Accept the three-fold distinction between explicit, explicable-implicit, and inexplicable.
The traditional distinction between explicit and implicit (or tacit) doesn't do justice to the body of knowledge that hasn't yet been explicitly stated but can - in principle - be openly formulated. Thus, traditionally, tacit knowledge would denote both the knowledge that has not yet been explicated by an epistemic agent as well as knowledge that is in principle inexplicable. To avoid conflation, we need to switch to a three-fold distinction that clearly separates explicable-implicit knowledge from inexplicable knowledge.
Accept the following three-fold distinction between explicit, explicable-implicit, and inexplicable:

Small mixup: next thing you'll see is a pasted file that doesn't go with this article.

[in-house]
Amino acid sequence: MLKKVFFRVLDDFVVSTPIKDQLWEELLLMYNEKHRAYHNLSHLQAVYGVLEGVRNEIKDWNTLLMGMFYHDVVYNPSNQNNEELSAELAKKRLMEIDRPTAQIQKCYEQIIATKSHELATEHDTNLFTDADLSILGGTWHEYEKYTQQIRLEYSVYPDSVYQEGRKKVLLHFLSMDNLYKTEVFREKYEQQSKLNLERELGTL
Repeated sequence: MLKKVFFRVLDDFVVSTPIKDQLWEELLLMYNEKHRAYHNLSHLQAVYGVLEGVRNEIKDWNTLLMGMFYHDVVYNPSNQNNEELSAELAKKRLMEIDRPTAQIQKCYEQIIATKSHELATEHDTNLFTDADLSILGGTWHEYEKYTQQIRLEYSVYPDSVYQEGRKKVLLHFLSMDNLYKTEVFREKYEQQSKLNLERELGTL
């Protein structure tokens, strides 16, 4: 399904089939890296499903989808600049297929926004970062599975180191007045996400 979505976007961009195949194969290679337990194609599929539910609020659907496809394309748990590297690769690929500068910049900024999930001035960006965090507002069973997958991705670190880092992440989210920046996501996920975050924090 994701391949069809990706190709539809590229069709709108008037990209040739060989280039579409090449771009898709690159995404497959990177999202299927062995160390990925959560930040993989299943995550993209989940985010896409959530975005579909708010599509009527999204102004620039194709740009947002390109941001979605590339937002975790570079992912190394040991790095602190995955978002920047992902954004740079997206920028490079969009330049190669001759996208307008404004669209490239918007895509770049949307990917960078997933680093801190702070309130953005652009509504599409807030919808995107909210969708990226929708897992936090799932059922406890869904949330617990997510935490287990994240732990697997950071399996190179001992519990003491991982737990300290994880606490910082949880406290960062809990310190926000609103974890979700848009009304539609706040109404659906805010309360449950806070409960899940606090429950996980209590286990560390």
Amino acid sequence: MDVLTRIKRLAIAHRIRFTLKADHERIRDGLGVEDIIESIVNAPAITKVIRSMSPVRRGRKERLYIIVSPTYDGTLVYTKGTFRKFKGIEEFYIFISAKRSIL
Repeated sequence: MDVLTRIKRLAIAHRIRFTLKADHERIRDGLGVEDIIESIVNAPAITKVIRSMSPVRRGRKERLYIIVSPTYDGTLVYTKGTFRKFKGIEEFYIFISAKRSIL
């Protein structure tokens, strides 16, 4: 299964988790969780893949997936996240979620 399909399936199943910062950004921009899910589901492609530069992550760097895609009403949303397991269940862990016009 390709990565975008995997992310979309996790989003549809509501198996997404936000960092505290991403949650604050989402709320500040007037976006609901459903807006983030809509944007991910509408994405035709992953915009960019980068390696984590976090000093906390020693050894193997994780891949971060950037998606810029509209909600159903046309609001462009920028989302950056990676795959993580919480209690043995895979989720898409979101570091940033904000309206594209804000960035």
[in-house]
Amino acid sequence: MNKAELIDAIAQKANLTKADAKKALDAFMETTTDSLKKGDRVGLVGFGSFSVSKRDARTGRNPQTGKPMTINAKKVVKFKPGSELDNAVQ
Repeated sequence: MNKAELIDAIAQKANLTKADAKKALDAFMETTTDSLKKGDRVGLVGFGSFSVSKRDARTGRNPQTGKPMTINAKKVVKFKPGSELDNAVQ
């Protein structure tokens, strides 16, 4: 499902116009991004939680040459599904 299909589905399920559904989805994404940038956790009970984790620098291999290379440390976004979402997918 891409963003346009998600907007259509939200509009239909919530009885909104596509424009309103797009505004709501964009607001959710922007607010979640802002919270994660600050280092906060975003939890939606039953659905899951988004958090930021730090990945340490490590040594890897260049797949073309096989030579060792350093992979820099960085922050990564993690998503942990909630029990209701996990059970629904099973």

Theories To Accept
- Explicit (Mirkin-Barseghyan-2018): Propositional knowledge that has been openly formulated by the agent.
- Explicable-Implicit (Mirkin-Barseghyan-2018): Propositional knowledge that hasn’t been openly formulated by the agent.
- Inexplicable (Mirkin-Barseghyan-2018): Non-propositional knowledge, i.e. knowledge that cannot, even in principle, be formulated as a set of propositions.
- Implicit (Mirkin-Barseghyan-2018): Not explicit.
This modification attempts to answer the following question(s):
- Explicit: What is explicit knowledge? How should it be defined?
- Explicable-Implicit: What is explicable-implicit knowledge? How should it be defined?
- Inexplicable: What is inexplicable knowledge? How should it be defined?
- Implicit: What is implicit knowledge? How should it be defined?
The modification is currently being evaluated; a verdict is pending.
Click on the Discussion tab for comments.
- Mirkin, Maxim. (2018) The Status of Technological Knowledge in the Scientific Mosaic. Scientonomy 2, 39-53. Retrieved from https://scientojournal.com/index.php/scientonomy/article/view/29645.